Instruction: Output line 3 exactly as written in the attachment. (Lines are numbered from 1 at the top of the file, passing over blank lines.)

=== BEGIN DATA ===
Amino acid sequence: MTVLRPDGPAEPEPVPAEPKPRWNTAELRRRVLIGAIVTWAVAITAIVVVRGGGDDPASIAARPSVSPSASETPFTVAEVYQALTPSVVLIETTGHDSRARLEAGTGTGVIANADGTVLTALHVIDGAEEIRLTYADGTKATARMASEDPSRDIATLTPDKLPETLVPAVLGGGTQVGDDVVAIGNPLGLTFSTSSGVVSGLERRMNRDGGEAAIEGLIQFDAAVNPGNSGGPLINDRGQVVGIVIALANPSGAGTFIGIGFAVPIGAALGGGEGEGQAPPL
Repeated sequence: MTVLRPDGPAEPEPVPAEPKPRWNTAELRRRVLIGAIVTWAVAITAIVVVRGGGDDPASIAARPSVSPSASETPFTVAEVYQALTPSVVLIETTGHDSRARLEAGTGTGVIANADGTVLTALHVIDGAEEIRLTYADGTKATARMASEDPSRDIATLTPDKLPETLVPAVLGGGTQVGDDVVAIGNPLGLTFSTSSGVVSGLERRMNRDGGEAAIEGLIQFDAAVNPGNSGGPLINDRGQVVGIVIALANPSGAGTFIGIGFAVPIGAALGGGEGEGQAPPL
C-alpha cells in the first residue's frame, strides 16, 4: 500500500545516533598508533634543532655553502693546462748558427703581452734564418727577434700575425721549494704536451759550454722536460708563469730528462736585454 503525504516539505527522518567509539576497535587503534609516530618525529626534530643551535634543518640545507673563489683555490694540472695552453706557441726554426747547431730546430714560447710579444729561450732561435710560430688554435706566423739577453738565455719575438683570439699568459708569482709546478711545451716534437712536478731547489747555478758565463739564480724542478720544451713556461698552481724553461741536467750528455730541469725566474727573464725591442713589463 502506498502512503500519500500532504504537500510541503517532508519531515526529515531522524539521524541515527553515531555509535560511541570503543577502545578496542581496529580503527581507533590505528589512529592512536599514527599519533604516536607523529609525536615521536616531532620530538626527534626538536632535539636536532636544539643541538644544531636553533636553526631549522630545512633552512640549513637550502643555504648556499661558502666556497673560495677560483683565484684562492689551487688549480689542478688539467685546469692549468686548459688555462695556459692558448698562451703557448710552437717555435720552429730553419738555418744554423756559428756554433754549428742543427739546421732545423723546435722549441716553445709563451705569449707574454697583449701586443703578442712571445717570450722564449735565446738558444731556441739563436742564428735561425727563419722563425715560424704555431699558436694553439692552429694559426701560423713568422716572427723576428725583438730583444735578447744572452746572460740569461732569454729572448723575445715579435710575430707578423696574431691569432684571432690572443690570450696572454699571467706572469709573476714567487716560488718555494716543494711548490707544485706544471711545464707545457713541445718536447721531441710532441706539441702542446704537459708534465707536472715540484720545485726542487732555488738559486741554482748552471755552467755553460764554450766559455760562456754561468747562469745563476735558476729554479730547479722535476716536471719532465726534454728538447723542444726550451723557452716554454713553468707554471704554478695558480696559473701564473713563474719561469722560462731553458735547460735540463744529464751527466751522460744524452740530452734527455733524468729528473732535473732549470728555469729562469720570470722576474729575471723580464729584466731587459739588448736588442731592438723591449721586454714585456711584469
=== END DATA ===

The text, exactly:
C-alpha cells in the first residue's frame, strides 16, 4: 500500500545516533598508533634543532655553502693546462748558427703581452734564418727577434700575425721549494704536451759550454722536460708563469730528462736585454 503525504516539505527522518567509539576497535587503534609516530618525529626534530643551535634543518640545507673563489683555490694540472695552453706557441726554426747547431730546430714560447710579444729561450732561435710560430688554435706566423739577453738565455719575438683570439699568459708569482709546478711545451716534437712536478731547489747555478758565463739564480724542478720544451713556461698552481724553461741536467750528455730541469725566474727573464725591442713589463 502506498502512503500519500500532504504537500510541503517532508519531515526529515531522524539521524541515527553515531555509535560511541570503543577502545578496542581496529580503527581507533590505528589512529592512536599514527599519533604516536607523529609525536615521536616531532620530538626527534626538536632535539636536532636544539643541538644544531636553533636553526631549522630545512633552512640549513637550502643555504648556499661558502666556497673560495677560483683565484684562492689551487688549480689542478688539467685546469692549468686548459688555462695556459692558448698562451703557448710552437717555435720552429730553419738555418744554423756559428756554433754549428742543427739546421732545423723546435722549441716553445709563451705569449707574454697583449701586443703578442712571445717570450722564449735565446738558444731556441739563436742564428735561425727563419722563425715560424704555431699558436694553439692552429694559426701560423713568422716572427723576428725583438730583444735578447744572452746572460740569461732569454729572448723575445715579435710575430707578423696574431691569432684571432690572443690570450696572454699571467706572469709573476714567487716560488718555494716543494711548490707544485706544471711545464707545457713541445718536447721531441710532441706539441702542446704537459708534465707536472715540484720545485726542487732555488738559486741554482748552471755552467755553460764554450766559455760562456754561468747562469745563476735558476729554479730547479722535476716536471719532465726534454728538447723542444726550451723557452716554454713553468707554471704554478695558480696559473701564473713563474719561469722560462731553458735547460735540463744529464751527466751522460744524452740530452734527455733524468729528473732535473732549470728555469729562469720570470722576474729575471723580464729584466731587459739588448736588442731592438723591449721586454714585456711584469